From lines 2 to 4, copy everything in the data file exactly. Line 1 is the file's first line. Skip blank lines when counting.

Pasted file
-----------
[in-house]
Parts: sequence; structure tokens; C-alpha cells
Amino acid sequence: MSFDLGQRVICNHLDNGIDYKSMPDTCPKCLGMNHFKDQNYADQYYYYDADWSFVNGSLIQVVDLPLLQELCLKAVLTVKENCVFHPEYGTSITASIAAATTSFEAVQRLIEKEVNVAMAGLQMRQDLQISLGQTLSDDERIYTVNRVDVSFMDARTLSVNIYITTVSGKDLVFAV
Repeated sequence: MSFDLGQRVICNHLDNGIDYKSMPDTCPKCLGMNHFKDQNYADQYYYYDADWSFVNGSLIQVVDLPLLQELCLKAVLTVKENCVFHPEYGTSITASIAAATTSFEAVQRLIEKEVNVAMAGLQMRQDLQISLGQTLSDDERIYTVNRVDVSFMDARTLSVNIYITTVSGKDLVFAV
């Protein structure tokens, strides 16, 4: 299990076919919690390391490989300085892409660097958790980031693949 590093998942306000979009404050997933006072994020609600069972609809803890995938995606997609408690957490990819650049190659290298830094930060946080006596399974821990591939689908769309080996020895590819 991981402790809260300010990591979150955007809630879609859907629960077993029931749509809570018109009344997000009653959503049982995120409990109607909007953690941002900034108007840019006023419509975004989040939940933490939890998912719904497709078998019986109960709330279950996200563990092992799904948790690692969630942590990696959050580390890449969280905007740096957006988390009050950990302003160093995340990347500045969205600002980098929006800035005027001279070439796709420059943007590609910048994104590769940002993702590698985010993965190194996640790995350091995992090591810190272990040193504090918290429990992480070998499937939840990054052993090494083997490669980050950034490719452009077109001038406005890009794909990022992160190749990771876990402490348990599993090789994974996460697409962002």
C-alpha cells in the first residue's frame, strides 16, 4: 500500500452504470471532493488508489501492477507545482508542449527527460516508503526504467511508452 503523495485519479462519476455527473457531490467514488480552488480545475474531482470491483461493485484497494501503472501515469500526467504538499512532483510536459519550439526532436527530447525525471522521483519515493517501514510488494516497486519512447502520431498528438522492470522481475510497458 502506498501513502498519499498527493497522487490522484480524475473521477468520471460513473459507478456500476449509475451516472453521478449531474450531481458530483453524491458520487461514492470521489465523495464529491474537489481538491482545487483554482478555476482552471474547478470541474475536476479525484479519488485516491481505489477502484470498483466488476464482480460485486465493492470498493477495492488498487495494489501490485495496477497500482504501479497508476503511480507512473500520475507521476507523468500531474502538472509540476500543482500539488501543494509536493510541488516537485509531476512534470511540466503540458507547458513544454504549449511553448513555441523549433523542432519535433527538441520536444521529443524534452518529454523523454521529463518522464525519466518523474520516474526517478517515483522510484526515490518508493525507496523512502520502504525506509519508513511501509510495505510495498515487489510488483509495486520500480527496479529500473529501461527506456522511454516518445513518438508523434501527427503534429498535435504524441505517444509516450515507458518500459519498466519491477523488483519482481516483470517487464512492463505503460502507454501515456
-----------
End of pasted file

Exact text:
Parts: sequence; structure tokens; C-alpha cells
Amino acid sequence: MSFDLGQRVICNHLDNGIDYKSMPDTCPKCLGMNHFKDQNYADQYYYYDADWSFVNGSLIQVVDLPLLQELCLKAVLTVKENCVFHPEYGTSITASIAAATTSFEAVQRLIEKEVNVAMAGLQMRQDLQISLGQTLSDDERIYTVNRVDVSFMDARTLSVNIYITTVSGKDLVFAV
Repeated sequence: MSFDLGQRVICNHLDNGIDYKSMPDTCPKCLGMNHFKDQNYADQYYYYDADWSFVNGSLIQVVDLPLLQELCLKAVLTVKENCVFHPEYGTSITASIAAATTSFEAVQRLIEKEVNVAMAGLQMRQDLQISLGQTLSDDERIYTVNRVDVSFMDARTLSVNIYITTVSGKDLVFAV